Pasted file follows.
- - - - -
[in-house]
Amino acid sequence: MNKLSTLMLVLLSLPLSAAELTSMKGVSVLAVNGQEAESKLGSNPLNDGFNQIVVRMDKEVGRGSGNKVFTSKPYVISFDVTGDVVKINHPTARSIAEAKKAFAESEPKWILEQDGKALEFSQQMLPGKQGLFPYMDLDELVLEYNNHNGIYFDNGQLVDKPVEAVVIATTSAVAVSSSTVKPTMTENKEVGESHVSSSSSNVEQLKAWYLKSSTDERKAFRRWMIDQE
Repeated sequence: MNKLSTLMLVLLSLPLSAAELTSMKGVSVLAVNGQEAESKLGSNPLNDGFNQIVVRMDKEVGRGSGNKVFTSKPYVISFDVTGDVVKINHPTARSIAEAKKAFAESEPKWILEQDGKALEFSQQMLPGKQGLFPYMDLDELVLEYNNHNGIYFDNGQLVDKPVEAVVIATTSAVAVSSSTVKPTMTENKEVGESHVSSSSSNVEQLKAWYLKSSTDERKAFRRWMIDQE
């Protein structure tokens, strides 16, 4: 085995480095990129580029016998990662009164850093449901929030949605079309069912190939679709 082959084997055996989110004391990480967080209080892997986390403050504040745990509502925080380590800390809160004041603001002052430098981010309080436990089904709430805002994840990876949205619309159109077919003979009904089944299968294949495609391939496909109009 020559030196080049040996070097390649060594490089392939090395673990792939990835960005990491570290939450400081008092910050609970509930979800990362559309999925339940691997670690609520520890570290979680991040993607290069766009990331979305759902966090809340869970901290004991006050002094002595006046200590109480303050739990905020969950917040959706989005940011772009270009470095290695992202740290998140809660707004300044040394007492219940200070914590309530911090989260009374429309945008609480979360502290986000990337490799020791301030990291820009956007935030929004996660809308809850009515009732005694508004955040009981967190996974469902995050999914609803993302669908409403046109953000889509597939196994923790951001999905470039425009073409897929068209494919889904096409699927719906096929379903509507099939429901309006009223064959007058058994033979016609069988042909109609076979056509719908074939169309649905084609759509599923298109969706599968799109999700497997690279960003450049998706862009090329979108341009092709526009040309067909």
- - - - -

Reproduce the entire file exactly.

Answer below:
[in-house]
Amino acid sequence: MNKLSTLMLVLLSLPLSAAELTSMKGVSVLAVNGQEAESKLGSNPLNDGFNQIVVRMDKEVGRGSGNKVFTSKPYVISFDVTGDVVKINHPTARSIAEAKKAFAESEPKWILEQDGKALEFSQQMLPGKQGLFPYMDLDELVLEYNNHNGIYFDNGQLVDKPVEAVVIATTSAVAVSSSTVKPTMTENKEVGESHVSSSSSNVEQLKAWYLKSSTDERKAFRRWMIDQE
Repeated sequence: MNKLSTLMLVLLSLPLSAAELTSMKGVSVLAVNGQEAESKLGSNPLNDGFNQIVVRMDKEVGRGSGNKVFTSKPYVISFDVTGDVVKINHPTARSIAEAKKAFAESEPKWILEQDGKALEFSQQMLPGKQGLFPYMDLDELVLEYNNHNGIYFDNGQLVDKPVEAVVIATTSAVAVSSSTVKPTMTENKEVGESHVSSSSSNVEQLKAWYLKSSTDERKAFRRWMIDQE
């Protein structure tokens, strides 16, 4: 085995480095990129580029016998990662009164850093449901929030949605079309069912190939679709 082959084997055996989110004391990480967080209080892997986390403050504040745990509502925080380590800390809160004041603001002052430098981010309080436990089904709430805002994840990876949205619309159109077919003979009904089944299968294949495609391939496909109009 020559030196080049040996070097390649060594490089392939090395673990792939990835960005990491570290939450400081008092910050609970509930979800990362559309999925339940691997670690609520520890570290979680991040993607290069766009990331979305759902966090809340869970901290004991006050002094002595006046200590109480303050739990905020969950917040959706989005940011772009270009470095290695992202740290998140809660707004300044040394007492219940200070914590309530911090989260009374429309945008609480979360502290986000990337490799020791301030990291820009956007935030929004996660809308809850009515009732005694508004955040009981967190996974469902995050999914609803993302669908409403046109953000889509597939196994923790951001999905470039425009073409897929068209494919889904096409699927719906096929379903509507099939429901309006009223064959007058058994033979016609069988042909109609076979056509719908074939169309649905084609759509599923298109969706599968799109999700497997690279960003450049998706862009090329979108341009092709526009040309067909």